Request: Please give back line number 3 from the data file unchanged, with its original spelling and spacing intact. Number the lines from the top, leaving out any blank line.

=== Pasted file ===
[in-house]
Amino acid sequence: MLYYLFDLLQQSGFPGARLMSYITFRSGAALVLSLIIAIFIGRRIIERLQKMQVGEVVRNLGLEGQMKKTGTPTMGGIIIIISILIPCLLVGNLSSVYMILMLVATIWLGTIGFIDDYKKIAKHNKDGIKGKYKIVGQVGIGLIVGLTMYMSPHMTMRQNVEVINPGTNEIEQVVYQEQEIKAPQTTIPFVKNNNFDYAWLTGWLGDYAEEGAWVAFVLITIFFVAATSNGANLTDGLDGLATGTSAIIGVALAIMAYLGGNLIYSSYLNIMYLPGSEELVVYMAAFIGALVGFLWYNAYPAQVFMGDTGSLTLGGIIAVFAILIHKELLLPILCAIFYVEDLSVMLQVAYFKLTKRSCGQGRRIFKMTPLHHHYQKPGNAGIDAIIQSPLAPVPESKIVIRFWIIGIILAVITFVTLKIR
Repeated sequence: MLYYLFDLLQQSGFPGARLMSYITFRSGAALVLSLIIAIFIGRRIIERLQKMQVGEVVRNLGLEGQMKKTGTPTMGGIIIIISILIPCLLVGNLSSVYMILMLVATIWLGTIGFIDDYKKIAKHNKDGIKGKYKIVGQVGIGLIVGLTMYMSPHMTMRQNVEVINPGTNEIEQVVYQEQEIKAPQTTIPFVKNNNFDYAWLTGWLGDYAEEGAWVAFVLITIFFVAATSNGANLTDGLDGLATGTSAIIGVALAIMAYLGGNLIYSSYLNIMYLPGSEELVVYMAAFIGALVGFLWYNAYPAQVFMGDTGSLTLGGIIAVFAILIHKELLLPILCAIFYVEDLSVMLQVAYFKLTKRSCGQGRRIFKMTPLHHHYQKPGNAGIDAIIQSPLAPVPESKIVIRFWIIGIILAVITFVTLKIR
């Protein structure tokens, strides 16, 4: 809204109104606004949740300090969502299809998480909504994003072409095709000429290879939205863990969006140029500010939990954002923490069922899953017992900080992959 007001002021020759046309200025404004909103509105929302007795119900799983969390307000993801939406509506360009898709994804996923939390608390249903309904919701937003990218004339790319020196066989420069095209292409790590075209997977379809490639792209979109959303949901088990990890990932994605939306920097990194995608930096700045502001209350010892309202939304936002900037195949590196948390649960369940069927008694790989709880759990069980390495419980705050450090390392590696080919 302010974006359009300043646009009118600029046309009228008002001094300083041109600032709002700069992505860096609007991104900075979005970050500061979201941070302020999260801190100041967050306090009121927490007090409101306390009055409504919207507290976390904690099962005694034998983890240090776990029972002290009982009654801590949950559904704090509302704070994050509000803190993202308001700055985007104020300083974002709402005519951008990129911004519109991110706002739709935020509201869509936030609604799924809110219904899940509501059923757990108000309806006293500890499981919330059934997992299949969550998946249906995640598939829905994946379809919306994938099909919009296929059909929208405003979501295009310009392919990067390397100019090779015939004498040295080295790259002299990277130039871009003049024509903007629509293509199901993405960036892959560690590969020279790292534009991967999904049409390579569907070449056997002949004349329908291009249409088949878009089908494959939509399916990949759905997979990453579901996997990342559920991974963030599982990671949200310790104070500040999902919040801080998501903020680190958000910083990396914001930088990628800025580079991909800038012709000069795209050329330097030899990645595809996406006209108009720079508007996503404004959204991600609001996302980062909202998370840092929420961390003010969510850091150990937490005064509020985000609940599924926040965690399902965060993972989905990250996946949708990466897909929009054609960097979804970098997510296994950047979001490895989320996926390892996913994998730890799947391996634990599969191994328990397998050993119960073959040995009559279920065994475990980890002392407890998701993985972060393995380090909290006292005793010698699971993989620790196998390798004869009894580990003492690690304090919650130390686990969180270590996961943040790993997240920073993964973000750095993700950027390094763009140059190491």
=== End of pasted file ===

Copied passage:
Repeated sequence: MLYYLFDLLQQSGFPGARLMSYITFRSGAALVLSLIIAIFIGRRIIERLQKMQVGEVVRNLGLEGQMKKTGTPTMGGIIIIISILIPCLLVGNLSSVYMILMLVATIWLGTIGFIDDYKKIAKHNKDGIKGKYKIVGQVGIGLIVGLTMYMSPHMTMRQNVEVINPGTNEIEQVVYQEQEIKAPQTTIPFVKNNNFDYAWLTGWLGDYAEEGAWVAFVLITIFFVAATSNGANLTDGLDGLATGTSAIIGVALAIMAYLGGNLIYSSYLNIMYLPGSEELVVYMAAFIGALVGFLWYNAYPAQVFMGDTGSLTLGGIIAVFAILIHKELLLPILCAIFYVEDLSVMLQVAYFKLTKRSCGQGRRIFKMTPLHHHYQKPGNAGIDAIIQSPLAPVPESKIVIRFWIIGIILAVITFVTLKIR